This article is from the archives of the UB Reporter.

Grant to assist concussion assessment

John Leddy, director of the Concussion Management Clinic, describes the treadmill test developed by UB researchers that helps to determine whether or not concussed athletes are ready to return to play as Merle Cortelluci, an athletic trainer in UB Sports Medicine, walks on the treadmill. Photo: NANCY J. PARISI

  • Multimedia

    A grant from NFL Charities will allow UB concussion researchers to test professional athletes with an exercise program developed at UB and described in this slideshow.

Published: September 13, 2012

After sustaining a concussion, when can an athlete safely return to play? That’s the primary question for professional and amateur athletes alike.

UB sports medicine researchers have been awarded $100,000 from NFL Charities to develop the most objective, scientific method of determining when an athlete who has had a concussion can safely return to play.

NFL Charities, the charitable foundation of the National Football League owners, has awarded the 18-month grant to researchers at the Concussion Management Clinic in the Department of Orthopaedics, School of Medicine and Biomedical Sciences. The grant to UB is one of 15 totaling $1.5 million that NFL Charities is providing to researchers nationwide to support sports-related medical research on concussion/traumatic brain injury and cardiovascular medicine.

“Concussion itself poses little risk if it is properly managed; the only risk acutely is hemorrhage, which is generally detected through CT scans,” says John Leddy, director of the Concussion Management Clinic; clinical associate professor of orthopaedics, family medicine and rehabilitation sciences; and principal investigator on the grant.

“However, return to play before complete recovery involves much more serious risk,” Leddy continues. “Therefore, it is important that a systematic, scientifically based, return-to-play protocol be established and that it is proven to be valid and reliable. This is what we will be doing with this grant.”

To date, that hasn’t existed, he says, with team physicians often relying on more subjective assessments of an athlete’s ability to exercise without experiencing symptoms.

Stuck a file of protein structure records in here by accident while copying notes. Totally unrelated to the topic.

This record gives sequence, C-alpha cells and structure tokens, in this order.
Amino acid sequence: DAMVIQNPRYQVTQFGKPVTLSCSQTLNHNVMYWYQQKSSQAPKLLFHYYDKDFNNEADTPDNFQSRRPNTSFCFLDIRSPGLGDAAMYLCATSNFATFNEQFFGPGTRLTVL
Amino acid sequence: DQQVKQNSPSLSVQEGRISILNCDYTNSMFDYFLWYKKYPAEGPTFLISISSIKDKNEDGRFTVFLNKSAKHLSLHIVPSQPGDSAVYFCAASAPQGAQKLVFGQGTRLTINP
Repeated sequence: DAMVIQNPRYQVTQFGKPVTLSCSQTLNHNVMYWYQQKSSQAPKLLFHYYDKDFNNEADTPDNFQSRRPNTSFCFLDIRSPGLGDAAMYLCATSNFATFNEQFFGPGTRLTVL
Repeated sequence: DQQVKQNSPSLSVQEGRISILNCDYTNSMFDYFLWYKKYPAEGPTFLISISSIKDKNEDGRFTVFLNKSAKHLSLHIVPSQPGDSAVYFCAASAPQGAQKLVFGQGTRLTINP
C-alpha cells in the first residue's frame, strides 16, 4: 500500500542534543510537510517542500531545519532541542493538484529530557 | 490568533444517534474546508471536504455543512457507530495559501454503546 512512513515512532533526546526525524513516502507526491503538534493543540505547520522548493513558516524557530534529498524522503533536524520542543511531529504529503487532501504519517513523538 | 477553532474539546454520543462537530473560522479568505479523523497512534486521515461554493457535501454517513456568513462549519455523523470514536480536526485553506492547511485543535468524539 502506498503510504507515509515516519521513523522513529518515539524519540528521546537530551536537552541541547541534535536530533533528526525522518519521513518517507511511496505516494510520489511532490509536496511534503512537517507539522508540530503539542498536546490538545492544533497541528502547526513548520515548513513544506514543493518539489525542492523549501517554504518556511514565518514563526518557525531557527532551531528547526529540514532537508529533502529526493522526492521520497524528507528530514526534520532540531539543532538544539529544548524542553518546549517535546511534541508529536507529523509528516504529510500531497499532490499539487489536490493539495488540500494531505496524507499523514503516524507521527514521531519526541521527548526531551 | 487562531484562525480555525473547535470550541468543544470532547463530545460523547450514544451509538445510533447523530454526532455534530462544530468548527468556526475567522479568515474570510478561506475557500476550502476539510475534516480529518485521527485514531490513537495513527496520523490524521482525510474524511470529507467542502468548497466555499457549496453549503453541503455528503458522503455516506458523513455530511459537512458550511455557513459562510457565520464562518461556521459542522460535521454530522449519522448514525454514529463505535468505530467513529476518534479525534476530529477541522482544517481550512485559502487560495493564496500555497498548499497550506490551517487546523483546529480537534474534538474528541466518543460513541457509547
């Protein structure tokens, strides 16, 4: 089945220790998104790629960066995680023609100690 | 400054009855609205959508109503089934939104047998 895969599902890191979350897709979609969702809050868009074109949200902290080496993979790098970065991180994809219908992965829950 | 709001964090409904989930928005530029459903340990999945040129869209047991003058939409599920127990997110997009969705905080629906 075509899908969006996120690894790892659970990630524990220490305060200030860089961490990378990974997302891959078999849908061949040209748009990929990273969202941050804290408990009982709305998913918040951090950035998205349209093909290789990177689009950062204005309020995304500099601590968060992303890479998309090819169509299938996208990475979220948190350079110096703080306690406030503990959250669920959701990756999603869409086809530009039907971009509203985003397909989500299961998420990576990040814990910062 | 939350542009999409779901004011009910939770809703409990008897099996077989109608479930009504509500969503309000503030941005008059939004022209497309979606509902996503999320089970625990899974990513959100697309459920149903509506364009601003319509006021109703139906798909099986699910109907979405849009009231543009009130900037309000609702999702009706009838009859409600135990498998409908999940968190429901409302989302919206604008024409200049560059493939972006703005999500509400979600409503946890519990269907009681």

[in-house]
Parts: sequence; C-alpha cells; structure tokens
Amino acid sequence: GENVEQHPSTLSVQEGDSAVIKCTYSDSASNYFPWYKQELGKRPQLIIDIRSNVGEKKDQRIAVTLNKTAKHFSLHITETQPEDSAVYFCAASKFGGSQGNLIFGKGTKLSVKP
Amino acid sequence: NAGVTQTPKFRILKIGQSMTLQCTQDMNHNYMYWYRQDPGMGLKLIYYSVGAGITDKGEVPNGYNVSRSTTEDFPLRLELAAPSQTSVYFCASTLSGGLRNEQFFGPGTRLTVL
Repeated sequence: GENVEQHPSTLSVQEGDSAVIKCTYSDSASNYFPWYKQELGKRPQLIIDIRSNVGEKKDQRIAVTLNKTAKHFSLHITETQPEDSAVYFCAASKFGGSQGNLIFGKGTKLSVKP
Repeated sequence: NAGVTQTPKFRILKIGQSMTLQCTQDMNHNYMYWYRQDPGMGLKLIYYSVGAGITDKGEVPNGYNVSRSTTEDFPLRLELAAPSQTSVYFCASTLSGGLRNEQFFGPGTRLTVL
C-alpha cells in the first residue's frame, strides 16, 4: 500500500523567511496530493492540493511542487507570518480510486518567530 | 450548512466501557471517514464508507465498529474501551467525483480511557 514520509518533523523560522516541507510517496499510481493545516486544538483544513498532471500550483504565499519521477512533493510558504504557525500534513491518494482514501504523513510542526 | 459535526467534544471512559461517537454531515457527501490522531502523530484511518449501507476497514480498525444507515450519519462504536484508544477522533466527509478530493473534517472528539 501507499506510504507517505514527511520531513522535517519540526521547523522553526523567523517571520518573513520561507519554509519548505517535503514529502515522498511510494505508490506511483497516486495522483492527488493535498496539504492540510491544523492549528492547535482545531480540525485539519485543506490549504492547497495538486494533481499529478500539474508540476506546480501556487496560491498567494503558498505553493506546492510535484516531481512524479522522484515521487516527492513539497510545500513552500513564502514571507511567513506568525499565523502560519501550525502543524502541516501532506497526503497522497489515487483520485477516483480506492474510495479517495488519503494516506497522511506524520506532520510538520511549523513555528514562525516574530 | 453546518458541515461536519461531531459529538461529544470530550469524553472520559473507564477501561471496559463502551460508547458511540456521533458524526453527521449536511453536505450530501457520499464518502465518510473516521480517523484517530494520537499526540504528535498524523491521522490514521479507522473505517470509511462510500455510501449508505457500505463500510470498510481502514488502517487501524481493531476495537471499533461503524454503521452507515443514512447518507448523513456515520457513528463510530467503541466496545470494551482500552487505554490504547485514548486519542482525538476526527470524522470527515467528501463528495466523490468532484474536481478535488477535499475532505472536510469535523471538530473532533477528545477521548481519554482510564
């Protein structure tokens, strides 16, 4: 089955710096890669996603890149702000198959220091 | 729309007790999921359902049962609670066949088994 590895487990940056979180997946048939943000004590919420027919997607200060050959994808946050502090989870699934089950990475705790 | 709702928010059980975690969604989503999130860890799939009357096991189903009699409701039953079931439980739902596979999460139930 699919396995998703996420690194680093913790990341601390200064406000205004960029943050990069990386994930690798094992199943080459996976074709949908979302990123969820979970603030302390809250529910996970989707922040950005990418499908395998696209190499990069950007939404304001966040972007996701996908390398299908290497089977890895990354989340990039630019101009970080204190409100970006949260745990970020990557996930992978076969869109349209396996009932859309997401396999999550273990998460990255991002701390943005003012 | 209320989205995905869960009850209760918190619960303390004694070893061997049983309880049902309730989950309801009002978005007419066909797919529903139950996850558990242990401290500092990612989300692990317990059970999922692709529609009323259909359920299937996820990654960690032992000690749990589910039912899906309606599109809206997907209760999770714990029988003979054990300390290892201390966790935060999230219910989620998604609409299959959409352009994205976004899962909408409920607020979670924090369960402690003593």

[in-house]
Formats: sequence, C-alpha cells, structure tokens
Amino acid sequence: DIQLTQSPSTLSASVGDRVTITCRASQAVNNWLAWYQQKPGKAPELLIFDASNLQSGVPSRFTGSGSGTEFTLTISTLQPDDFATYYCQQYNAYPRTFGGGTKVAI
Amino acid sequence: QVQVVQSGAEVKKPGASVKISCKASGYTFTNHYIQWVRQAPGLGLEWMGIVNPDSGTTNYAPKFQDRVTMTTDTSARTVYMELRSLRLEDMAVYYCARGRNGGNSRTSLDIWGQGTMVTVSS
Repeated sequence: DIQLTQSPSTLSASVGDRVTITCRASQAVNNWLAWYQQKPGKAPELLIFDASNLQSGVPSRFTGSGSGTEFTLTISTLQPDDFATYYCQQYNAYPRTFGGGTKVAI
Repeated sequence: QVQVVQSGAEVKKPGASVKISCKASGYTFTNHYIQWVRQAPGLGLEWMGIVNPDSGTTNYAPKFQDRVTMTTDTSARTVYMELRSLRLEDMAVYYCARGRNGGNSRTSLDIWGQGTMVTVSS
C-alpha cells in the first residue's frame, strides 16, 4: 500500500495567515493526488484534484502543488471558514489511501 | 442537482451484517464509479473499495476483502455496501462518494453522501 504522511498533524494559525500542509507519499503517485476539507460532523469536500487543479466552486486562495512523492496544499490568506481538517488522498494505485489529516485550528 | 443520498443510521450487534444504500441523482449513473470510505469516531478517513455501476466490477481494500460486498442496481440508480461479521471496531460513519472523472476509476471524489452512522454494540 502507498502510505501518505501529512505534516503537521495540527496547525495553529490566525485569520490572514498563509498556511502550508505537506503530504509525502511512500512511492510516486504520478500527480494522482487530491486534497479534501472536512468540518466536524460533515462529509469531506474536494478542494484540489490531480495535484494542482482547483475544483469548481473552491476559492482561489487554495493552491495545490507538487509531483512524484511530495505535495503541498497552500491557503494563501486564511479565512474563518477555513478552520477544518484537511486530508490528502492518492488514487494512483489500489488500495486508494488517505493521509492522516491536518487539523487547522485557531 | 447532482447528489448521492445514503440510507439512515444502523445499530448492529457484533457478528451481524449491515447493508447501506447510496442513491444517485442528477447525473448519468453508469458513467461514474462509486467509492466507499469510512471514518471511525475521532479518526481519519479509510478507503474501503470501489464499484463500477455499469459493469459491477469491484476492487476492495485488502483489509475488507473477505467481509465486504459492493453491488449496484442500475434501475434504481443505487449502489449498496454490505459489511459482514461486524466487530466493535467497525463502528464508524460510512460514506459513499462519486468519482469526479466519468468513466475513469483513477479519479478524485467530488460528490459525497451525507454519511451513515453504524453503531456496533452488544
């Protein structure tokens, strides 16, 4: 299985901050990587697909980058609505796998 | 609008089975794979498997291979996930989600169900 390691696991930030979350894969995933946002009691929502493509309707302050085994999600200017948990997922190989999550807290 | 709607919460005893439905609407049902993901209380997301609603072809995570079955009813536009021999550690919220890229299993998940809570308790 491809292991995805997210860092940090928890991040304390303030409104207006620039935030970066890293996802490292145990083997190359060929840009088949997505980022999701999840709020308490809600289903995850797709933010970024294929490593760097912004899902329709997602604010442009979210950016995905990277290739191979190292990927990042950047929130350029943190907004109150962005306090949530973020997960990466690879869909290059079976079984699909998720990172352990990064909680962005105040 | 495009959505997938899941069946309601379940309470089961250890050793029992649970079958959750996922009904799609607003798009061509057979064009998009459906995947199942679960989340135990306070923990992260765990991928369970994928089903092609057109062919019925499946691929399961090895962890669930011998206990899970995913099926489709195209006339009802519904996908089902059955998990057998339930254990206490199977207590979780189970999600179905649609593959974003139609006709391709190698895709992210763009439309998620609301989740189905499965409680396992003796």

Leddy will conduct the research with his colleague, Barry Willer, UB professor of psychiatry and rehabilitation science, who is co-principal investigator on the grant.

Over the next 18 months, the UB researchers will test between 35 and 50 athletes from the Buffalo Bills, the Buffalo Sabres and athletes from Western New York colleges, including UB, who sustain concussions in the 2012-13 season, as well as healthy control subjects.

“We are excited that NFL Charities has awarded this grant to University at Buffalo sports medicine researchers,” says Mary Owen, Bills executive vice president for strategic planning. “The research that will be conducted by Dr. Leddy, Dr. Willer and others will benefit athletes at all levels and this is another example of how the Bills and the NFL continue to give back to our Western New York community.”

Physiological variables that will be tested during exercise in concussed athletes and healthy controls include heart rate, blood pressure, pulmonary ventilation, cerebral blood flow and other measurements that Leddy and Willer have demonstrated are impacted when someone has had a concussion.

“We’ll take these measurements both when concussed athletes are still having cognitive symptoms and when they feel like they have recovered,” says Leddy. “We’ll be looking at sophisticated MRI images and measuring the athletes’ ability to exercise to a maximum rate without a return of their symptoms, all of which will help us gather more objective physiological evidence.”

Leddy and Willer have completed smaller, pilot studies showing that a controlled, progressive exercise program using a standard treadmill test can successfully treat athletes who have undergone concussions.

In addition, they note, the physiological responses to the treadmill test are objective. “Thus, athletes cannot ‘fake’ their way through, or minimize symptom reporting, while undergoing the test,” adds Willer.

In addition to Leddy and Willer, other investigators on the grant include John Marzo, team physician for the Buffalo Bills, and Leslie Bisson, team physician for the Buffalo Sabres, both of whom are UB clinical associate professors of orthopaedics.